The Coho Festival in West Vancouver’s Ambleside Park is one of the North Shore‘s main festivals, taking place every fall on the second Sunday in September.
The coronavirus pandemic has resulted in many local festivals and events being cancelled around Metro Vancouver.
As of early August, the Coho Festival in 2020 is set to take place virtually on September 13th, from 11 am to 6 pm. Visit the Coho Festival website for more information.
To see a list of other events and attractions that have been impacted by the pandemic, click COVID-19 Vancouver.
The Coho Festival
In 2019 the Coho Festival took place from 11:00 am to 6:00 pm on Sunday, September 8, which is also Grandparents’ Day and so made an especially great destination to take the multi-generational family. In 2020 it takes place on September 13th, which is again Grandparents’ Day.
It’s a nice festival honoring the Coho salmon as they make their way back from the ocean to spawn in the Capilano River.
The Coho Festival is an especially good time to visit Ambleside as the place is full of people, live music, community organization displays and hundreds of people lining up for barbecued salmon for lunch.
What’s more – there is usually a beer garden on the sand at the beach, which makes this one of the few days of the year that you can drink alcohol legally at Ambleside. This beach, even on a regular day, is one of the Lower Mainland’s most beautiful beaches.
At the Coho Festival there is live music in the park. A few years ago the headliner band was Chilliwack – the popular Lower Mainland group that produced numerous Canadian and international hits in the 1970s and 1980s.
In 2019 highlights of the Coho Festival performance schedule included the following (other years should be comparable):
- 11:00 am – Coho Running Race Breakfast & Award Ceremony
- 12:00 pm – Music with Cannery Row (New Orleans-style Blues)
- 1:00 pm – Welcoming Speech by a Squamish Nation leader and the traditional “Blessing of the Salmon” Ceremony
- 2:00 pm – Music with Mostly Marley (a local Reggae band)
- 3:10 pm – Music with Adam Woodall
- 4:30 pm – Music with Doug and The Slugs (a Canadian band with 1980’s hits that included “Too Bad”, “Making It Work” and “Tomcat Prowl.”
- 6:00 pm – Closing Remarks
Coho Festival Salmon BBQ
A big part of the Coho Festival is the salmon barbecue. It usually runs from 11:15 am until 5:30 pm and proceeds from sales benefit wild salmon habitats on the North Shore.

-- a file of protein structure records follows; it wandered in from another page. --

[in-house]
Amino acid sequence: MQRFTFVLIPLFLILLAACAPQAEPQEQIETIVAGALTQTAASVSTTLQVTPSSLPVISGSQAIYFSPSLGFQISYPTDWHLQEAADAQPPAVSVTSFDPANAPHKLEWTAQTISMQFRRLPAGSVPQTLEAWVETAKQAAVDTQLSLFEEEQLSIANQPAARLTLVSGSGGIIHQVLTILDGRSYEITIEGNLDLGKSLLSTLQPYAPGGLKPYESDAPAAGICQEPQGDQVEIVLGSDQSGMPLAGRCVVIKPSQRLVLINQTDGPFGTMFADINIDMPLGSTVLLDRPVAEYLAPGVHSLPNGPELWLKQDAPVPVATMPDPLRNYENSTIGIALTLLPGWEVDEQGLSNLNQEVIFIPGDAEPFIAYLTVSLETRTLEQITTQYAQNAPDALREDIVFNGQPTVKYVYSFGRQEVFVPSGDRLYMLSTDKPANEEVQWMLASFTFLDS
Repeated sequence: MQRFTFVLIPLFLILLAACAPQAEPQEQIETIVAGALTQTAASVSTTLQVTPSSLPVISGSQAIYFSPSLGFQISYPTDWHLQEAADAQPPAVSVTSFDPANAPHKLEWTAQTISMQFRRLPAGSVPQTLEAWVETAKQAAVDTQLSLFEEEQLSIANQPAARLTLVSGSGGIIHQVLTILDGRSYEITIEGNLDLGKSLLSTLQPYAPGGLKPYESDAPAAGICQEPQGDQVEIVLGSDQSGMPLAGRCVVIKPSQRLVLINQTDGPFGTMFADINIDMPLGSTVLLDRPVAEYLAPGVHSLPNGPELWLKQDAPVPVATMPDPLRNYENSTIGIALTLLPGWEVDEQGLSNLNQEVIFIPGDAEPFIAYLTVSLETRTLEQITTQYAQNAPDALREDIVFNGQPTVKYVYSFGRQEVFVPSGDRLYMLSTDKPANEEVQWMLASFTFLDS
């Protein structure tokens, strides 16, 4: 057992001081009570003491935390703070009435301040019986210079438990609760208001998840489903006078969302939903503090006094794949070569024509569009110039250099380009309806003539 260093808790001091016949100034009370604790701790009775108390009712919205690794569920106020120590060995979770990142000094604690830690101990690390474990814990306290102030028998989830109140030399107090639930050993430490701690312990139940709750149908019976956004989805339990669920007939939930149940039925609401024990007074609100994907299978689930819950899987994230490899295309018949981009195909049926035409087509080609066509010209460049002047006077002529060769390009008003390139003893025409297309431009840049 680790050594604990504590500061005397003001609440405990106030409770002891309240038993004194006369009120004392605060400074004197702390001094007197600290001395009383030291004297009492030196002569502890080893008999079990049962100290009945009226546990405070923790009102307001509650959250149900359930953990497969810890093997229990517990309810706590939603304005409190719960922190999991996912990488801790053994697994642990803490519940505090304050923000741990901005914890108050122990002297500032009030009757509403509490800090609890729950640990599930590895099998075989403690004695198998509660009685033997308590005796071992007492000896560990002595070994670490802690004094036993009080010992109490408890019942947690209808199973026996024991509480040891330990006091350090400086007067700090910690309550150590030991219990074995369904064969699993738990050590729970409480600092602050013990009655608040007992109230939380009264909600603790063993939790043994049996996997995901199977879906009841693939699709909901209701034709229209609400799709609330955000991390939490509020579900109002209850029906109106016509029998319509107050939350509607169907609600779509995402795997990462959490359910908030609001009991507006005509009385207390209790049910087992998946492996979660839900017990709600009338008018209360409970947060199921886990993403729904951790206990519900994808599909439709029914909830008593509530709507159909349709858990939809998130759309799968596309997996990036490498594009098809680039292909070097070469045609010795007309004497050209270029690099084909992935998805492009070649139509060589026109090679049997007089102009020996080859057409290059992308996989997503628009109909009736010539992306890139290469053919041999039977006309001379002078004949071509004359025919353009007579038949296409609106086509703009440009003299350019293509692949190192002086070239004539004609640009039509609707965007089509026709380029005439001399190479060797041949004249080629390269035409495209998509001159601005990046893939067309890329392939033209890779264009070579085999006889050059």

Last year a BBQ salmon plate cost $15 and included a wild Coho salmon fillet, salad and corn on the cob. There were also grilled salmon sandwiches for $10 as well as hot dogs ($5), corn on the cob ($3), side salads ($3) and non-alcoholic beverages ($2). Beer and wine were also available for $7 each. 2019 prices will likely be similar.
The Coho Run
Another element of the Coho Festival is the annual Coho Run. It is a 14-km running race starting at 9 am on the same Sunday after Labour Day as the festival. The run starts at Kitsilano in Vancouver and ends at the beach at Ambleside on the North Shore.
From Kitsilano Beach the route goes along the False Creek waterfront, over the Burrard Street Bridge, along the seawall through Stanley Park and across the Lions Gate Bridge before finishing at Ambleside Beach.
Registration for the run costs between $50 and $70 depending on when you register. The fee includes a souvenir t-shirt, breakfast, prizes and more.
For further information on the race, check out the Coho Run‘s official web page.
The Coho Swim
An additional component of the festival is the Coho Swim. The swim follows either a 1.5 or 3 km route along Ambleside Beach. Registration for the swim costs between $40 and $70 and includes a t-shirt, swim cap, breakfast and other perks. (Note: Swimmers are required to wear wetsuits.)
Check out the Coho Swim‘s official page for more information.
The Coho Festival is a “near zero waste event.” where most materials used are recyclable, reusable or compostable, and participants are encouraged to walk, cycle or use public transit as much as possible (although many people still drive).
Funds raised from the Coho Festival every year go to the Coho Society to support salmon habitat rejuvenation projects in the area.
For more information, check out the Coho Festival Society website.